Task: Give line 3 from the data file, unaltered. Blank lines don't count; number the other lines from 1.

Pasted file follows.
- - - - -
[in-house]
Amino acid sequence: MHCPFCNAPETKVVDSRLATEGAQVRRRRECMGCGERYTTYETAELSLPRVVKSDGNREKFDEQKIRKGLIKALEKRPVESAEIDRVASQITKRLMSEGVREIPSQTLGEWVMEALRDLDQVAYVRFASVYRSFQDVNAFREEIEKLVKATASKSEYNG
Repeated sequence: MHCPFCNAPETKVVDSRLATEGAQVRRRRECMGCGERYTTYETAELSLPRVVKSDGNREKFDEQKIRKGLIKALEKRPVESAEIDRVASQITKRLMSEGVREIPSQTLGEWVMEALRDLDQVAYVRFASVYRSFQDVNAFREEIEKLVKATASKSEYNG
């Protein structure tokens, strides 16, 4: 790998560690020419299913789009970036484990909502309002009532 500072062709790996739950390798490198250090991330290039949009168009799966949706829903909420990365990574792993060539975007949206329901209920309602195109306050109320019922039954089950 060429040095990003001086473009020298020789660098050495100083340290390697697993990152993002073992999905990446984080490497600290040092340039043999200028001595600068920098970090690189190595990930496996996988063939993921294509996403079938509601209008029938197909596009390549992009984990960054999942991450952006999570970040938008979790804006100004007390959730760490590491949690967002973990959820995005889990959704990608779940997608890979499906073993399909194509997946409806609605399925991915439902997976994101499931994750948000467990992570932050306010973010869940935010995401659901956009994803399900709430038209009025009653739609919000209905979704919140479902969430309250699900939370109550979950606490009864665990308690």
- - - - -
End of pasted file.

Repeated sequence: MHCPFCNAPETKVVDSRLATEGAQVRRRRECMGCGERYTTYETAELSLPRVVKSDGNREKFDEQKIRKGLIKALEKRPVESAEIDRVASQITKRLMSEGVREIPSQTLGEWVMEALRDLDQVAYVRFASVYRSFQDVNAFREEIEKLVKATASKSEYNG